Whenever we face loss, we experience grief. The responses that we have as we grieve are very unique and individual. Each of us responds differently to loss. And we may even experience different reactions as we face different kinds of losses. Our reactions to grief can include physical symptoms, feelings, thoughts and behaviors.
Many times, we experience grief emotionally. We may experience all kinds as we face loss. Anger, for example, is a common and natural reaction to loss. That loss may then create a deep sense of powerlessness and rage. We may be angry with god, or the universe, for this unfair act. And we may express that anger and rage, taking it out on others around us.
Another common reaction to loss is guilt. We can experience guilt in so many ways. Sometimes we feel guilty because we believe we may have caused or contributed to the death. We are haunted by the "if onlys." "If only I had forbade him to go to that party." Sometimes we feel guilty because we believe we are morally responsible, that god is punishing us for something we had done.
Your first response to your loss might be what is called shock. First there is an icy fear, then numbness. This numbness seems to have a purpose. It could be called nature's insulation-a cushion against the blow. In the midst of this shock, this numbness, you may have trouble believing your loved one is gone. On one level, your mind understands what has happened, but on a deeper level all of your habits and memories are denying death. This disbelief or denial is normal.
Numbness usually wears off in a few days or weeks, but denial may remain in some form for months. Some mourners keep a few of the beloved's clothes hanging in the closet. Others are slow to rearrange their home or the pattern to their lives. Do what seems right for you. There are no rules. If denial interferes with normal functioning, then it can become a matter of concern.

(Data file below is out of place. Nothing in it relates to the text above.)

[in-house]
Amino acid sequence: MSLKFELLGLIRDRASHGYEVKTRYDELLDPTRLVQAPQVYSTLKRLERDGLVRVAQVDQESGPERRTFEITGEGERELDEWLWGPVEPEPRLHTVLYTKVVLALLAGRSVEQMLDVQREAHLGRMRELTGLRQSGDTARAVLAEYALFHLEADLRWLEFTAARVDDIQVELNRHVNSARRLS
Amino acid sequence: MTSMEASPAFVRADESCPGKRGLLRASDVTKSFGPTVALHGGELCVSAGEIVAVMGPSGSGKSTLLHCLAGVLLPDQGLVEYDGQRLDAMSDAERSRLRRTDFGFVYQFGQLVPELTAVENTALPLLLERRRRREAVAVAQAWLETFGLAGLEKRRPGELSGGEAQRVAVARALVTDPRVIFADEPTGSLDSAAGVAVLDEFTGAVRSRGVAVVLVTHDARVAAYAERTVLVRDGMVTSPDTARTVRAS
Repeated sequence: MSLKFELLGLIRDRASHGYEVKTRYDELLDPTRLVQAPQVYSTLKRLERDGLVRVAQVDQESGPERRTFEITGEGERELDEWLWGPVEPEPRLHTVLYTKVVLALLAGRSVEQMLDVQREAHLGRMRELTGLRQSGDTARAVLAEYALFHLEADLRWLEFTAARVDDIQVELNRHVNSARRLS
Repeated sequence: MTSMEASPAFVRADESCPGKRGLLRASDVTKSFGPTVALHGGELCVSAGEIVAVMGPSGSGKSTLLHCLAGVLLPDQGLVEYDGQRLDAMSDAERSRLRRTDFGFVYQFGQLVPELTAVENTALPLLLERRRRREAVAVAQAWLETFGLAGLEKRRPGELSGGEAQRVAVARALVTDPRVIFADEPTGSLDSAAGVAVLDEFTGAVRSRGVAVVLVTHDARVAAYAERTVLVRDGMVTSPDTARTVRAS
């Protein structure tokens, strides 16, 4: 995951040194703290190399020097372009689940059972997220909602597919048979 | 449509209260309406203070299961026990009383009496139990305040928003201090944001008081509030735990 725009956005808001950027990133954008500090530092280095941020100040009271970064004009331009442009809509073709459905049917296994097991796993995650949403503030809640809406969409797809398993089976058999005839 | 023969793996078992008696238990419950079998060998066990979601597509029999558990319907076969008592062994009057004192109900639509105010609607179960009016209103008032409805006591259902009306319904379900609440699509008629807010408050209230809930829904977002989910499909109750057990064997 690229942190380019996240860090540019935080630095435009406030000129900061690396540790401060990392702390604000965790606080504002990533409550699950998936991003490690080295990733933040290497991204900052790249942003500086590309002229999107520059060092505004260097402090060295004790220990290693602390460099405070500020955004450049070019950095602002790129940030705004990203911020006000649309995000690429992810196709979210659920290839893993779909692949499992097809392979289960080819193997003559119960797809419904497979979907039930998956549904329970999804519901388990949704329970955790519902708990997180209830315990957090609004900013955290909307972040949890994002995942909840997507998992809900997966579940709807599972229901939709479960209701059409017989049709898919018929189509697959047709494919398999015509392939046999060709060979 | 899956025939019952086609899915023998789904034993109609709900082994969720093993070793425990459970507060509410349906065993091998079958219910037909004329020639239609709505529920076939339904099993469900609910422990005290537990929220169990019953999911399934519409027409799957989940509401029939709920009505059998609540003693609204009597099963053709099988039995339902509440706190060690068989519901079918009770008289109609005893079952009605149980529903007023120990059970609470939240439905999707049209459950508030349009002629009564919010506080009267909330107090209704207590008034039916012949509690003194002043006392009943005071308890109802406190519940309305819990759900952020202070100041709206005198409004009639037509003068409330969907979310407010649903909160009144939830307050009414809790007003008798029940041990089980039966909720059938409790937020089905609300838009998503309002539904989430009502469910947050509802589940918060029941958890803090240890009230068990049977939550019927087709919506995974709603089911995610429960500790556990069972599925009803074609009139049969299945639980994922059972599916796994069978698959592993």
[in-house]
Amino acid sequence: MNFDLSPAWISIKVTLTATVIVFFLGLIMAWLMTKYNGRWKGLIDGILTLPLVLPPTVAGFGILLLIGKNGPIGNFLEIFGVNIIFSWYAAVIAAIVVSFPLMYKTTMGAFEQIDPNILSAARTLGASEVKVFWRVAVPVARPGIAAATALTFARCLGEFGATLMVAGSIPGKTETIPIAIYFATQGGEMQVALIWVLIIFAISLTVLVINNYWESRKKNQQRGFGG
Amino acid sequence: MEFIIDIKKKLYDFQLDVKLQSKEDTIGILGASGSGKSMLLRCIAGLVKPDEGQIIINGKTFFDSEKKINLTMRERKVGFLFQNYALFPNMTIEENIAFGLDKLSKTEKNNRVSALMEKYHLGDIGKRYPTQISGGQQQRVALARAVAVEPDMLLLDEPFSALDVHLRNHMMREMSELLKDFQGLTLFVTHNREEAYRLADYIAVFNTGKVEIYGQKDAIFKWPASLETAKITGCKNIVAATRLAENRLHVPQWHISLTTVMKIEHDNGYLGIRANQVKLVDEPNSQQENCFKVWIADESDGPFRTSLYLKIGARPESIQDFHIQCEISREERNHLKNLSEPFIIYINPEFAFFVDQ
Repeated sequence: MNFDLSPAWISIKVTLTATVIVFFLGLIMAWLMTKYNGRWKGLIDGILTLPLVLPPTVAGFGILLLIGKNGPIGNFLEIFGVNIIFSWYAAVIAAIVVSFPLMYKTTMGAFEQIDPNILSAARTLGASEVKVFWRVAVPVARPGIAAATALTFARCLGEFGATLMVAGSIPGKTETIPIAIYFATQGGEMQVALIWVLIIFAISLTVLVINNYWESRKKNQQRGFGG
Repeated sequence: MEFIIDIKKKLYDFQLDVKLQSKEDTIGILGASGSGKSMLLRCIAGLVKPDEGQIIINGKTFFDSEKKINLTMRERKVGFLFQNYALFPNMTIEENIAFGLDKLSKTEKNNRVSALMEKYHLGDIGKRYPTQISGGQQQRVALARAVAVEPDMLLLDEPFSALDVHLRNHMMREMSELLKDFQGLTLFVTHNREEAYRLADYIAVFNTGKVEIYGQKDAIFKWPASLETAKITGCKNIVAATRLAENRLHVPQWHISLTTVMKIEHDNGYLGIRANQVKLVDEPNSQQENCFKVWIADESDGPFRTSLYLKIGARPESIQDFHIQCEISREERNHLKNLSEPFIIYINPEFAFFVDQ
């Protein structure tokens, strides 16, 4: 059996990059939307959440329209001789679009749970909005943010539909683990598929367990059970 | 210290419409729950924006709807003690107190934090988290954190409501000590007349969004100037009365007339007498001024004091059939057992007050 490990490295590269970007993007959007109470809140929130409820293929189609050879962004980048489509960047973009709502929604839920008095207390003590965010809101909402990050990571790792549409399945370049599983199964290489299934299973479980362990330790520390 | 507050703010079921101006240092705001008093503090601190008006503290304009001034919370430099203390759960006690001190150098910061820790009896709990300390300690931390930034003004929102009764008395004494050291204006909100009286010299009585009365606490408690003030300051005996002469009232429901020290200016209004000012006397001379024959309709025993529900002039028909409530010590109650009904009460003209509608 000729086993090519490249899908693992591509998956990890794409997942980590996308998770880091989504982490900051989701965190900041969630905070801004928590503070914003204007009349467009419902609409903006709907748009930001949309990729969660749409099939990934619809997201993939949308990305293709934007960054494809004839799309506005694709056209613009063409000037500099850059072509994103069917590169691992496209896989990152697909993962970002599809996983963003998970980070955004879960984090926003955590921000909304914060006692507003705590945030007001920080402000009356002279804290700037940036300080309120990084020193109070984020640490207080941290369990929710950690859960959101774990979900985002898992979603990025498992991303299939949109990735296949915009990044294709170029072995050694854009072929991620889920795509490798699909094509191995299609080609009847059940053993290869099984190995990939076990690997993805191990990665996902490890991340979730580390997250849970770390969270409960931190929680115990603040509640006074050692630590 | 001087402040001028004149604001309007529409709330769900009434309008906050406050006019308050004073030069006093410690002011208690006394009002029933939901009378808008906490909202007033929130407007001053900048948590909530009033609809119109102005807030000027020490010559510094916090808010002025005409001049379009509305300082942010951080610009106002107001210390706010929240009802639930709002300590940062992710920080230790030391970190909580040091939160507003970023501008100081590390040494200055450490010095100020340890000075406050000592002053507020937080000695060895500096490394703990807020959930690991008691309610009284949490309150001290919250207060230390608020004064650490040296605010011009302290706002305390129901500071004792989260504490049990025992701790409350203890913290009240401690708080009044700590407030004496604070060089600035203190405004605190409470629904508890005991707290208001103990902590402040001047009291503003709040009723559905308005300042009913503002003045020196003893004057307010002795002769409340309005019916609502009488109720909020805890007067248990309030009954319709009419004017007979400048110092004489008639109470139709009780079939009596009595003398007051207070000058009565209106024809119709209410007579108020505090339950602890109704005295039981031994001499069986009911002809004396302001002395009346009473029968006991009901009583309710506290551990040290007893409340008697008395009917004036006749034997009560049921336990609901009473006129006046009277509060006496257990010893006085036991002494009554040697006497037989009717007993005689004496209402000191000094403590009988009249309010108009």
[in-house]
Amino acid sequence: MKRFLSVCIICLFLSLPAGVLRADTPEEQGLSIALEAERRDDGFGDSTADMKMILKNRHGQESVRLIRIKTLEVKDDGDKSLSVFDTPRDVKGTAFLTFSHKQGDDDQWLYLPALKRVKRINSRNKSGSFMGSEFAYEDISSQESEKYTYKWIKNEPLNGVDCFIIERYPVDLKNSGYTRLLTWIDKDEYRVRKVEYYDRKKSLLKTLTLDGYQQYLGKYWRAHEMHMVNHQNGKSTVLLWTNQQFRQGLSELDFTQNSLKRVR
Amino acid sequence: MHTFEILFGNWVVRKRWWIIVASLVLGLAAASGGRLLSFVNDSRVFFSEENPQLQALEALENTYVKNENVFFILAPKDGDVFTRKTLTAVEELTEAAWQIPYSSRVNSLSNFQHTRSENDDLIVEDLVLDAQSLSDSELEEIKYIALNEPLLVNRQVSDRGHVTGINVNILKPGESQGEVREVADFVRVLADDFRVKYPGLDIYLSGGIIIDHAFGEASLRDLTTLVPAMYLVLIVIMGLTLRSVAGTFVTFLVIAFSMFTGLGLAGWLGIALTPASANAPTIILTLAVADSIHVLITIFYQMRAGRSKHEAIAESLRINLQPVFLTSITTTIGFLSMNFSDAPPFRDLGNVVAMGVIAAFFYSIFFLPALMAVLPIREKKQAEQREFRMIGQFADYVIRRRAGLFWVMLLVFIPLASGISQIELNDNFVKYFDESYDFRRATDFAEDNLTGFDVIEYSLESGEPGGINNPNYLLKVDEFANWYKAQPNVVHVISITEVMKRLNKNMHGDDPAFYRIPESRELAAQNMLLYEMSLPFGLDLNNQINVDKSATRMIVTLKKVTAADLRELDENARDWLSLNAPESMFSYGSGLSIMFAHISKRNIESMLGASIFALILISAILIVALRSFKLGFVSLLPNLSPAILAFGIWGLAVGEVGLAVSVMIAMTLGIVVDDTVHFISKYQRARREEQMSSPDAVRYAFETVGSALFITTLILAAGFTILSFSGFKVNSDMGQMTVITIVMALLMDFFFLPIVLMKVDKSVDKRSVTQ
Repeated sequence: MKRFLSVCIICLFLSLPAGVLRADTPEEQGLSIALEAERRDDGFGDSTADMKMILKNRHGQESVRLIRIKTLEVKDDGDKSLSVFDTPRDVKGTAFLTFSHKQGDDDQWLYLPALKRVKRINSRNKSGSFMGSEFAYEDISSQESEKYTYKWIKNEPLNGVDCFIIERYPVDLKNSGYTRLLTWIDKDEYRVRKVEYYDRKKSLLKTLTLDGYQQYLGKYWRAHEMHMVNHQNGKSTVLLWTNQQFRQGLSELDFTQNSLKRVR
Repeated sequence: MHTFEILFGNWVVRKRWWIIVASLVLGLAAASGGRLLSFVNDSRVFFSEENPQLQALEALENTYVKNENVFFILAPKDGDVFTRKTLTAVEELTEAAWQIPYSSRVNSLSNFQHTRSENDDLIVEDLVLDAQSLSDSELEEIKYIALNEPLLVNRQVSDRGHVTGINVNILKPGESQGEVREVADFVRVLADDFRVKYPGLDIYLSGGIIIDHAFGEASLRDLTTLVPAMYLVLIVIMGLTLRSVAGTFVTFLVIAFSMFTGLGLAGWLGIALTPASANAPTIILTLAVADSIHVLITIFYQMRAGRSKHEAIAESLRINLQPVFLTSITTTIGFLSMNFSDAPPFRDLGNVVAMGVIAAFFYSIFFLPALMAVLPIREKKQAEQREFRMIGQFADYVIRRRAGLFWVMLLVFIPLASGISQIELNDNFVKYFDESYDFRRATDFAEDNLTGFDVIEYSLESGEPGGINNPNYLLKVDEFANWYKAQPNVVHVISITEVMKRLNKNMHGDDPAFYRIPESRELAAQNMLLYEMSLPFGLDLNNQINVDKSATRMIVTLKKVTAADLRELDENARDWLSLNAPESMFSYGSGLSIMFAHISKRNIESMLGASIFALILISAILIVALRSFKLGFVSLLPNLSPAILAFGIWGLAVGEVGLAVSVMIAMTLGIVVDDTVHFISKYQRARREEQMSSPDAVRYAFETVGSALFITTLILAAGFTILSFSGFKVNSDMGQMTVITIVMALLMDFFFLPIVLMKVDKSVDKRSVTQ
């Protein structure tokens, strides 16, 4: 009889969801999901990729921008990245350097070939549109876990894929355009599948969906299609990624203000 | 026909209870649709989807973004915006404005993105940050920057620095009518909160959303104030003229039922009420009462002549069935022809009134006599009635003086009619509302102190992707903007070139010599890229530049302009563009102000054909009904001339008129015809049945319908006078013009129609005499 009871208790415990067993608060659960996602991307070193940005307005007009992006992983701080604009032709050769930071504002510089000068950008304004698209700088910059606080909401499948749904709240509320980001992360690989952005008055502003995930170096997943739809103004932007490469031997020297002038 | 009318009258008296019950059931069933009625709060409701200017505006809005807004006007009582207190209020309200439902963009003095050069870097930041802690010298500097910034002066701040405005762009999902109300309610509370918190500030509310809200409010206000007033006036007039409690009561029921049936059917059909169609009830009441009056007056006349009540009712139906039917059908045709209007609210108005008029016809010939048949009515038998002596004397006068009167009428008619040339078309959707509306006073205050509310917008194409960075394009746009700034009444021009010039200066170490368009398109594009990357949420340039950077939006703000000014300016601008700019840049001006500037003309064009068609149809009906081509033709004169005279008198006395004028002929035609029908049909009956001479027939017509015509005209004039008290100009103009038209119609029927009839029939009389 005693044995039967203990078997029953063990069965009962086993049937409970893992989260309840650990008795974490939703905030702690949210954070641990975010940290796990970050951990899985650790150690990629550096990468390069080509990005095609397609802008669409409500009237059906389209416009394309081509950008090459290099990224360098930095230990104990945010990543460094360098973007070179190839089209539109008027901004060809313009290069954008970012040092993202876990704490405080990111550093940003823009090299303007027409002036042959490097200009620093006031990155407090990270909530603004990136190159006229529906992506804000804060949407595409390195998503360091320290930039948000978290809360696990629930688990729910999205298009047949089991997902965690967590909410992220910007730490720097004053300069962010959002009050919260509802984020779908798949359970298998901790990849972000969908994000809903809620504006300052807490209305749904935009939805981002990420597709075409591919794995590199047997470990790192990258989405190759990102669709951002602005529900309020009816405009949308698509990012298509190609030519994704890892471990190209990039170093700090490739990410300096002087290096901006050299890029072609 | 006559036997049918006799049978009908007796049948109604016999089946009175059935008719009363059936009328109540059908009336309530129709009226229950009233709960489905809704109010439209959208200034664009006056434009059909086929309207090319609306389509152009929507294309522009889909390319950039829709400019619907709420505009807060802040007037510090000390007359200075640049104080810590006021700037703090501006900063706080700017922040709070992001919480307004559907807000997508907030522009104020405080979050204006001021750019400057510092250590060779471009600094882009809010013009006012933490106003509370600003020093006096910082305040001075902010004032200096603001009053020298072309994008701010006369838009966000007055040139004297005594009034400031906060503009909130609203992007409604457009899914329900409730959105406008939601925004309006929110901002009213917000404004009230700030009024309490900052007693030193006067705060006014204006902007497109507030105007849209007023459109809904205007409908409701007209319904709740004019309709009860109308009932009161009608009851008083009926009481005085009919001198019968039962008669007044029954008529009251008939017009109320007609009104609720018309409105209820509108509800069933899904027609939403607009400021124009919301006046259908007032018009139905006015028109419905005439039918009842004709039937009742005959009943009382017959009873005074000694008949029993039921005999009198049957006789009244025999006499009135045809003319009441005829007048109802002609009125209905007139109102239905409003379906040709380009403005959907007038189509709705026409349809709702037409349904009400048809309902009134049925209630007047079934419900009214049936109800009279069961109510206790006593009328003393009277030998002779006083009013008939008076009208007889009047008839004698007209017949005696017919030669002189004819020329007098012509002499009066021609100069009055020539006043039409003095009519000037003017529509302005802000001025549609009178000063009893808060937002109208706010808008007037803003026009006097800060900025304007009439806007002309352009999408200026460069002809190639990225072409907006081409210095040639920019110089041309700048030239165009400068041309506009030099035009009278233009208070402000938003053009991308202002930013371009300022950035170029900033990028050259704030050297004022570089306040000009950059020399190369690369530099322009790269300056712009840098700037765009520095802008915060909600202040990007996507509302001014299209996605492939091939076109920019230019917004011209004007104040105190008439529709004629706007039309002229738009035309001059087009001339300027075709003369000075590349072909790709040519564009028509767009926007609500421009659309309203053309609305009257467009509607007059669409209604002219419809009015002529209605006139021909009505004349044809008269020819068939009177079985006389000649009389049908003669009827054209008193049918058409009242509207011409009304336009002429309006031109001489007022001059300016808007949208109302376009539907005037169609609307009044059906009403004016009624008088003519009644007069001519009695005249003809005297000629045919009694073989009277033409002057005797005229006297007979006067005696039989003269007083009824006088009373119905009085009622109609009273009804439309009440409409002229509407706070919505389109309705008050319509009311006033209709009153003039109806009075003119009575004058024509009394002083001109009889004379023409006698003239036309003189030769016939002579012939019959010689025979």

Keep in mind that disbelief in some form is perfectly normal. Like the other responses to loss, it eventually disappears. As times goes on, you will see that you are moving toward acceptance.
You may be surprised by how angry you are. Even when there is no one to blame for the death, you may try to find someone or something to be angry at. This is normal.
Often anger is a protest about a great and unjust loss. You may even be angry with your loved one for leaving you. That's common although hard to admit and hard to express. Instead, you may "take it out" on the medical people, other relatives, or god.
Even if anger seems well justified, work on releasing the pain and hurt of the anger. The sooner you do, the sooner you will heal.
Few survivors escape without some feeling of guilt. You mayfeel guilty because you didn't urge your spouse to get to the doctor with those first symptoms. A long illness, during which you cared for the person, may have led to a feeling of resentment and then to guilt over the resentment.
Sometimes writing a letter to the loved one helps. You can say everything you wish you had said earlier.
Whatever your situation, realize that feelings of guilt and regret are normal. If you need it, get professional or religious counseling.
When numbness wears off and anger cools, deep sadness may arrive. This is time when you need a friend, someone to listen and not judge, someone who will allow your rambling and repetitive talk about your loss. A friend can also help get you into activity , some diversion for mind and body. Consider sports activities or anything soothing and physical. But avoid frantic activity-it's like running away, and you need to face reality.
Healing is slow, but it does come, and it will come for you. Through the years ahead there will be moments of sadness, reminders of the relationships that means so much to you. Accept these times of the relationship that means so much to you. Accept these times as symbols of the relationship that will always remain in your heart.
This brochure discusses and offers some of the various aspects involved with dealing with grief / Special occasions during the holidays without your loved one.
This helpful and informative brochure looks at various experiences of grief including shock and denial, emotional release, loneliness, pain, panic, guilt, anger and depression: as well as ways to help manage grief.
"People are forever changed by the experience of grief in their lives. We, as humans, do not 'get over' our grief, but work to reconcile ourselves to living with it…"